Next up, charcuterie and a glass of wine—they have an awesome selection at Salt in Blood Alley (salttastingroom.com). Move to L’Abbatoir (reservations recommended) for your entrée: the smoked duck breast is divine. Or share Lebanese dishes at Nuba in the historic Dominion Building. If you’re looking for fun and great value, check out the Irish Heather’s Long Table Summer Series and chances are, you’ll make some new friends (irishheather.com).
If you’d rather grab and go, pretty Cadeaux bakery is famous for its bacon Cinnamon swirl and thankfully for some waistlines, only available weekends (cadeauxbakery.com). For something more substantial, Meat and Bread is a wildly popular sandwich shop (meatandbread.ca) as is Rainier Provisions, where you can also stock up on Stumptown coffee, cheeses and charcuterie from the deli counter (rainierprovisions.com).
Why not end your evening at a nearby club? Guilt & Company is a live music venue featuring jazz, rock or burlesque performers every night (guiltandcompany.com), while Revel Room mainly showcases jazz weekends. And if nightclubs are your scene, check out Shine (shinenightclub.com).
Until you drop—easy to do in Gastown’s boutiques, particularly for guys. Indie stores Roden Gray (rodengray.com), Haven and Inventory—just to name a few–stock superb quality menswear, from the avant-garde to mainstream. For his ‘n’ hers, pop into The Block and Dutil is the go-to place for jeans (dutildenim.com). Water and West Cordova Streets are peppered with slick Interior Design stores such as Inform Interiors and L’atelier Home and there’s no shortage of specialty shops for unique gifts. Rhinoceros Accessories carries “funk and funnies” and you can get lost amongst the treasures and trinkets in Salmagundi.
Of course no shopping excursion is complete without a visit to the iconic Fluevog Shoes—John Fluevog’s design studio is upstairs (fluevog.com). Don’t forget East Van Roasters—the first bean-to-bar chocolatier in Vancouver, and they also roast coffee. Located on the first floor of the Rainier Hotel, they hire and train women who live in social housing on the floors above.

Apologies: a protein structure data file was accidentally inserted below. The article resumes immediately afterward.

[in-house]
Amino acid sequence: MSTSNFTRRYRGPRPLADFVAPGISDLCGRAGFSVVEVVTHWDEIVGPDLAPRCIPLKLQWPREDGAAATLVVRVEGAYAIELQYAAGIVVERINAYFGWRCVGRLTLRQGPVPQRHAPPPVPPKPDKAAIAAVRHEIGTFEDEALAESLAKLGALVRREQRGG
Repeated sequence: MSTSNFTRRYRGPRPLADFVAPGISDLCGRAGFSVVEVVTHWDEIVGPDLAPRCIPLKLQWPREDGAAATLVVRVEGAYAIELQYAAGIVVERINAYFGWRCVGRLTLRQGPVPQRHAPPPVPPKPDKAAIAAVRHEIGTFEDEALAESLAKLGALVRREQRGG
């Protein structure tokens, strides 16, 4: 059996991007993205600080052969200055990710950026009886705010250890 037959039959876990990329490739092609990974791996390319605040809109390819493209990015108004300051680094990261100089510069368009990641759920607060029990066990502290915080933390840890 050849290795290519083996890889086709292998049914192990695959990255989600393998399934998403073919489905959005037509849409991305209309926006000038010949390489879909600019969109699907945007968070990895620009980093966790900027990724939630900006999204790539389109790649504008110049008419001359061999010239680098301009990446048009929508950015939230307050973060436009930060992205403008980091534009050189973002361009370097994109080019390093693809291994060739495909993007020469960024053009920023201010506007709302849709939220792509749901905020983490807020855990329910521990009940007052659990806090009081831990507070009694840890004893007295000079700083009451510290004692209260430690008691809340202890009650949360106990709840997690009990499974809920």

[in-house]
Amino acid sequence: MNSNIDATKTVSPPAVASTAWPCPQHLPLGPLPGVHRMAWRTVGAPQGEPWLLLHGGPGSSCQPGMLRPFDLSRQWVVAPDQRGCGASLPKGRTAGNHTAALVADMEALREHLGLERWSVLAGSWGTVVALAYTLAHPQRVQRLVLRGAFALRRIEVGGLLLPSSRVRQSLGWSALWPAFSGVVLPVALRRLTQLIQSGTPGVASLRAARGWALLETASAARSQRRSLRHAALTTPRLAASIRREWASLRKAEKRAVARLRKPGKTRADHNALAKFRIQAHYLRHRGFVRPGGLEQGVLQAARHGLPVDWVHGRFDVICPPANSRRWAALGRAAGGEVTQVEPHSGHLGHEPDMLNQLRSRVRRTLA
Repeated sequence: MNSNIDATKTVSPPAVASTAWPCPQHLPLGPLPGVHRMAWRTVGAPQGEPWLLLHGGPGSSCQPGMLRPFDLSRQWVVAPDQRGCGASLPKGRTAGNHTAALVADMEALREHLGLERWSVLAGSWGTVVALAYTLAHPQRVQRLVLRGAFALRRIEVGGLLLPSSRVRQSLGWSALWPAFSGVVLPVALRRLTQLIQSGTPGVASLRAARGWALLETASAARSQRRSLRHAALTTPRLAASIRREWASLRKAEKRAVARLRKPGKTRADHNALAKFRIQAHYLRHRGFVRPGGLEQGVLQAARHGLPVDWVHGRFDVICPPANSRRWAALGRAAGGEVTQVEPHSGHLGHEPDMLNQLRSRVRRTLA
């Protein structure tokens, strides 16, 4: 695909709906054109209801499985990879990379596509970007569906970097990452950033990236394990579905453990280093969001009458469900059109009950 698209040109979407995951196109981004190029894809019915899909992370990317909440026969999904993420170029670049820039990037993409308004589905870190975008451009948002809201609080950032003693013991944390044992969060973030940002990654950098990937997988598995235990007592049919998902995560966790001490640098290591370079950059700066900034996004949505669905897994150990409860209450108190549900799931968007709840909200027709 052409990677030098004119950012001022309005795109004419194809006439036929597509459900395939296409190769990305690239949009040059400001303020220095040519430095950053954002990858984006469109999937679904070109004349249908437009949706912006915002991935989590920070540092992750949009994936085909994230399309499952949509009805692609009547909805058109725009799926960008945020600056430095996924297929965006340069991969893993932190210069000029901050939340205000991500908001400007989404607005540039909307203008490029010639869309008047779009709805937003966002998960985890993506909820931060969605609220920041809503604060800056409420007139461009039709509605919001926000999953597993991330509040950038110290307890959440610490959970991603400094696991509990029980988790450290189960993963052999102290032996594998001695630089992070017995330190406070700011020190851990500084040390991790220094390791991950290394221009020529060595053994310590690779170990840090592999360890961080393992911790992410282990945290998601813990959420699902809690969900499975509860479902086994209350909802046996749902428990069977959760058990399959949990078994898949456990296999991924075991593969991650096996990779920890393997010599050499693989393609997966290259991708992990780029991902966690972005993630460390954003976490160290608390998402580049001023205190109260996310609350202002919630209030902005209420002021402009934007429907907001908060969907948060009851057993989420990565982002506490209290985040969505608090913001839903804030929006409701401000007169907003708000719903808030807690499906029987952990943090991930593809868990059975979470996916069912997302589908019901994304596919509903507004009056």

Strolling Gastown’s cobbled streets is like walking through a living museum, mainly thanks to residents years ago who saved historic buildings from demolition. Mix entertainment with education: book a walking tour with talented local actors at Forbidden Vancouver (forbiddenvancouver.ca). How about quirky and a touch hokey? Vancouver Police Museum reveals the city’s crimes and crime-solving techniques over the years (vancouverpolicemuseum.ca). Another quirky spot is the Jimi Hendrix Shrine—the building used to be Vie’s Chicken and Steakhouse, where Jimi’s grandmother cooked and supposedly where famous musicians ate after concerts. It’s a perfect backdrop for your air-guitar performance.
More than 100 bands will converge on Water Street June 25th for the Make Music Vancouver Festival—it’s quite the party and all put together by volunteers, from the organizers to the musicians. Speaking of parties, this Labour Day weekend the Chili and BBQ Festival on Carrall Street returns for the third year. It features a number of local restaurants, and promises to be a really fun event.
The Global Relay Gastown Grand Prix attracts professional riders and huge crowds on the evening of July 9—the 41st annual event and part of BC Superweek, one of the most prestigious pro-cycling events in North America (bcsuperweek.ca).
Once Vancouver’s hippie haven, “Kits” is now one of the city’s liveliest neighbourhoods, where yoga moms take the kids for smoothies on West 4th before an afternoon at the city’s largest playground—Kitsilano Beach Park. Kits isn’t just for kids: people of all ages hang out at Kits or Jericho Beach and on sunny days some brave the ocean, but warmer waters are at Kits Pool, Canada’s longest pool. Even on grey days Kits is a treat: where else can you saunter along tree-lined 4th Avenue, poke around one-of-a-kind shops, lunch in a swanky French bistro or casual burger joint and then walk a few blocks to watch the sunset from a sandy beach with a cityscape and mountain backdrop?
If you want to soak up the sun there are plenty of take-out eateries and delis for a beach picnic, or lounge on a patio over dinner and drinks—Kitsilano’s answer to nightlife. Tuck into fish-and-chips washed back with a local brew and rub shoulders with the locals sunset-viewing at The Galley Patio & Grill, upstairs from the Jericho Sailing Club (thegalley.ca) Arrive early to nab a seat on The Local patio, billed as “you’re only a stranger here once” (localpubliceatery.com).